Gifted and talented children

Gifted and talented children
Does your child seem particularly advanced for his/her age and understand everything very quickly? Your child could be gifted. We take a look at the signs and identification of bright children and how to support them.
What is a gifted child?
Gifted, advanced, high potential, talented, bright - there's no shortage of terms to describe children who have high abilities. They stand out for their intellectual development, which is quicker than that of their peers. The initial difference is an IQ higher than or equal to 125, but this is not the only difference.
Recognising a gifted child
- From a very young age, certain clues can alert parents. You may notice your child is a bright baby: most gifted children start walking at around 12 months instead of 14, speak comfortably at 2 instead of 3 and know how to read by the time they start school.
- From a certain age, they look to make friends with older children and perfect their knowledge by asking questions related to human existence and the universe. A gifted child is also a perfectionist, quite anxious, and uses advanced vocabulary for his/her age for expression. Far from being wild, gifted children like to joke and discover new passions, but tend to shun routine activities.
- Is a gifted child a good student? Not necessarily; sometimes the opposite is true. Although gifted children learn to read well early on, they often have problems writing. This paradox is due to a difference between intellectual development and psychomotor development. But the real differences are noticed when a child starts high school. Gifted children are often bored in class, and this can lead to disruption, absence and daydreaming. Such children often fail at school and may suffer from dyslexia.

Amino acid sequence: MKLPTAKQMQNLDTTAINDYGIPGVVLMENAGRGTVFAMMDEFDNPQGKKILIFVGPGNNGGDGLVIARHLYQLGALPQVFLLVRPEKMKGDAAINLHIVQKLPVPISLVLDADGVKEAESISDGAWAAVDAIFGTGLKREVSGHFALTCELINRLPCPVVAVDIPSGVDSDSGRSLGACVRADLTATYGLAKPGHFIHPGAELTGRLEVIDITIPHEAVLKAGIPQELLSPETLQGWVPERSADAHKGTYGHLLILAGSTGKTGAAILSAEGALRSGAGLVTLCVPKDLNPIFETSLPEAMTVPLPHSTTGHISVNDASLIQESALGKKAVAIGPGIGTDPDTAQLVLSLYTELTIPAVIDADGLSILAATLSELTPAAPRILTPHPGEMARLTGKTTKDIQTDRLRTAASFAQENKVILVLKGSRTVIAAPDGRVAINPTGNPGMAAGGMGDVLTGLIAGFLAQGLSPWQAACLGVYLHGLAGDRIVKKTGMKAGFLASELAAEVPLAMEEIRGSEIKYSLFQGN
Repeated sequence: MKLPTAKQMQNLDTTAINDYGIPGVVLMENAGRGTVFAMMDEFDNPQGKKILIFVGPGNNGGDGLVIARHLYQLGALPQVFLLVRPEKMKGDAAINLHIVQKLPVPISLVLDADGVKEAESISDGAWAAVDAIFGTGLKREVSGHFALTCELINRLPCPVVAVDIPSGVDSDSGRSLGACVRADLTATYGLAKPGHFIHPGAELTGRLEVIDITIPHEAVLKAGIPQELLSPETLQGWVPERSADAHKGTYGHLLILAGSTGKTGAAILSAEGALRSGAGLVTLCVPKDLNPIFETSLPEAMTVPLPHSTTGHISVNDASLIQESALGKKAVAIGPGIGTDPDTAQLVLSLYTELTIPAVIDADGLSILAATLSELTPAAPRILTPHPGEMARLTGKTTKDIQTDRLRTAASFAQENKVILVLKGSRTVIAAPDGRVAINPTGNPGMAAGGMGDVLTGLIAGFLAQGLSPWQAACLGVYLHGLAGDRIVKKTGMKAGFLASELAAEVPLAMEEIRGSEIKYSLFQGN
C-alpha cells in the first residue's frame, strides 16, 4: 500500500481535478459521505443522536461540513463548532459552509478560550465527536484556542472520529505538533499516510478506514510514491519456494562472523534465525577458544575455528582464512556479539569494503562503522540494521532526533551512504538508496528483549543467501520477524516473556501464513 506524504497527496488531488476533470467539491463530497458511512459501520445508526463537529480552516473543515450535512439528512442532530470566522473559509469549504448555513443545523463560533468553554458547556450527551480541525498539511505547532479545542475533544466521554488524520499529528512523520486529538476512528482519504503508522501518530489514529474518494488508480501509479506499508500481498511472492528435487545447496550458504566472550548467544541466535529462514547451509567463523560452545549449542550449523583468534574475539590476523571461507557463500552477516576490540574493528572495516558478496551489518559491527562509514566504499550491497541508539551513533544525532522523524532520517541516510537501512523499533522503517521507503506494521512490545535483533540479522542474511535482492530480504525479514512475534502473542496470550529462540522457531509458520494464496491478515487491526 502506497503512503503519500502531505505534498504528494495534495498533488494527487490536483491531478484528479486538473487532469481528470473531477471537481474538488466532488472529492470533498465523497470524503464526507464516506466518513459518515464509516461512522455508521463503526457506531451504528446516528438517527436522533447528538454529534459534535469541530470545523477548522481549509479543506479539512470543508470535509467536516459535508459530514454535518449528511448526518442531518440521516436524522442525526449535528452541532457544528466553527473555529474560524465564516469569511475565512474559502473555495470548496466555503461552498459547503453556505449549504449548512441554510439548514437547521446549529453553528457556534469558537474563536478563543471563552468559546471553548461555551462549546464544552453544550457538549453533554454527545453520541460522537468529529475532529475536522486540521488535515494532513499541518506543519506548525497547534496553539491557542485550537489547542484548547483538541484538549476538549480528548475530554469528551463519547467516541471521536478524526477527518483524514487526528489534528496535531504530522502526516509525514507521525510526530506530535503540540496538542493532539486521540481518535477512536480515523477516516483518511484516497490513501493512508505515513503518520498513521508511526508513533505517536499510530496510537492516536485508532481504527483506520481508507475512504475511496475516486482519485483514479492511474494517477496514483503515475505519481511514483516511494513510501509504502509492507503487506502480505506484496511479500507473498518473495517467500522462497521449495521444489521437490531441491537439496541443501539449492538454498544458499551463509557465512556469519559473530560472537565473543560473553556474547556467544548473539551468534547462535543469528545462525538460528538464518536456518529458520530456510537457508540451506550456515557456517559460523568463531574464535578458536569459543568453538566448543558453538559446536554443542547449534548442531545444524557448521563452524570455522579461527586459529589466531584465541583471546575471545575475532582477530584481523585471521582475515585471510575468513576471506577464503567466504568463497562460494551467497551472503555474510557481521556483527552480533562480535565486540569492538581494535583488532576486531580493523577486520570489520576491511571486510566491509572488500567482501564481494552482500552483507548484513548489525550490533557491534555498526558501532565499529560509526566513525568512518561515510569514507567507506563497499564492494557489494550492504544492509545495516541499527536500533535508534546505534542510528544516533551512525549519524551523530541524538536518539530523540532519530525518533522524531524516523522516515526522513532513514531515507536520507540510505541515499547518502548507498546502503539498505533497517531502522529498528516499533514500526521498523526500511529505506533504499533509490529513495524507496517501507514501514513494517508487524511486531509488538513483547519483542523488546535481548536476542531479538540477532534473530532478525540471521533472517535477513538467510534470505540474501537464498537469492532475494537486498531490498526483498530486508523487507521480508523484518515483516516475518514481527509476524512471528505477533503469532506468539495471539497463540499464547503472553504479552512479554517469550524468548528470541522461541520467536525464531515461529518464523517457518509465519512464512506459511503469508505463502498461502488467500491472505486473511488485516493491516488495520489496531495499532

- Note that gifted children are also more susceptible to behavioural problems. They are often more sensitive than others, experience psychosomatic problems (headaches, stomach problems and eczema), have sleeping problems, suffer from anxiety, hyperactivity, OCD, stuttering and addictions.
Detection methods
Besides a child's behaviour and performance at school, there are two techniques used to detect giftedness:
- IQ tests carried out by a psychologist. IQ is measured using psychometric tests such as Wechsler (one for 3-6 year-olds, one for 6-17 year-olds and another one for adults). This comprises an analysis of reading level, a personality test and analysis of a drawing.
- Identification questionnaires comprised of comparative tables, used to differentiate gifted children from normal schoolchildren, and used in particular by teachers who want to clarify a child's ability.
- It’s important to understand that a gifted child won’t necessarily be brilliant in all areas. If he/she is particularly gifted at maths or in music, he/she won’t necessarily be gifted at art, for example.
Educational and psychological support
As soon as a child is diagnosed as gifted, it is essential for parents to learn about their child’s particularities, both intellectual and emotional, and inform the school and teachers. Then a number of different educational options are available.
- It's quite possible to leave a sociable child in mainstream education and take them out of one or two classes for special support, and you can also give them private lessons at home.
- If a child feels a real difference between his/her peers, you can put them in a specific programme designed for gifted children run by specialists.
- Another solution is summer camps for gifted children, where the goal is to meet other similar children and take part in stimulating activities together (science, IT, art) to prevent boredom.
- Psychological support is also recommended to enable the child to express himself and to flourish in daily life.
- Finally, associations like the NAGC (National Association for Gifted Children) and NAGTY (The National Academy for Gifted and Talented Youth) can help parents support their gifted children and help their development by giving specific advice. More information is also available on the DirectGov website
Published by Sarah Horrocks
18 Feb 2008
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